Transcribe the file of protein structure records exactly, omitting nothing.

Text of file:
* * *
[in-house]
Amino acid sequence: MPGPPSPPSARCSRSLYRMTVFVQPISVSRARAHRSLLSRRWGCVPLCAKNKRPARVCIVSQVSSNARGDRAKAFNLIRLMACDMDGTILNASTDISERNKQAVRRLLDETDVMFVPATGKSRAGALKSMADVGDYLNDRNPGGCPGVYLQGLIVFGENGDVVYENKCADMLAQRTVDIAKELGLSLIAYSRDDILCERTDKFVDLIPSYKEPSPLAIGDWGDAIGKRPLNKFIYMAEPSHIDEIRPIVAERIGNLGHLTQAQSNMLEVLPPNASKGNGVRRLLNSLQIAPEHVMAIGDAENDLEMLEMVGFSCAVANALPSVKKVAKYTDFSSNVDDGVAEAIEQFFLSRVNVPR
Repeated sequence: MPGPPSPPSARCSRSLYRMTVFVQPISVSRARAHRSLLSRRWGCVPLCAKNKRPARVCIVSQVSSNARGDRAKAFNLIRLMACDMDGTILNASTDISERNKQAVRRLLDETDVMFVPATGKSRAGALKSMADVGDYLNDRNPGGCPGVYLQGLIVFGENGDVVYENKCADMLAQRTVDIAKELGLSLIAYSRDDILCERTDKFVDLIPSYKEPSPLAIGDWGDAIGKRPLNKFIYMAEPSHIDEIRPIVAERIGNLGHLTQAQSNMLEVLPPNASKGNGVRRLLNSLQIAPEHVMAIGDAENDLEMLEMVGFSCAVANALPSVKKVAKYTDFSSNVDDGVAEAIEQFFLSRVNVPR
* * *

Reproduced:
[in-house]
Amino acid sequence: MPGPPSPPSARCSRSLYRMTVFVQPISVSRARAHRSLLSRRWGCVPLCAKNKRPARVCIVSQVSSNARGDRAKAFNLIRLMACDMDGTILNASTDISERNKQAVRRLLDETDVMFVPATGKSRAGALKSMADVGDYLNDRNPGGCPGVYLQGLIVFGENGDVVYENKCADMLAQRTVDIAKELGLSLIAYSRDDILCERTDKFVDLIPSYKEPSPLAIGDWGDAIGKRPLNKFIYMAEPSHIDEIRPIVAERIGNLGHLTQAQSNMLEVLPPNASKGNGVRRLLNSLQIAPEHVMAIGDAENDLEMLEMVGFSCAVANALPSVKKVAKYTDFSSNVDDGVAEAIEQFFLSRVNVPR
Repeated sequence: MPGPPSPPSARCSRSLYRMTVFVQPISVSRARAHRSLLSRRWGCVPLCAKNKRPARVCIVSQVSSNARGDRAKAFNLIRLMACDMDGTILNASTDISERNKQAVRRLLDETDVMFVPATGKSRAGALKSMADVGDYLNDRNPGGCPGVYLQGLIVFGENGDVVYENKCADMLAQRTVDIAKELGLSLIAYSRDDILCERTDKFVDLIPSYKEPSPLAIGDWGDAIGKRPLNKFIYMAEPSHIDEIRPIVAERIGNLGHLTQAQSNMLEVLPPNASKGNGVRRLLNSLQIAPEHVMAIGDAENDLEMLEMVGFSCAVANALPSVKKVAKYTDFSSNVDDGVAEAIEQFFLSRVNVPR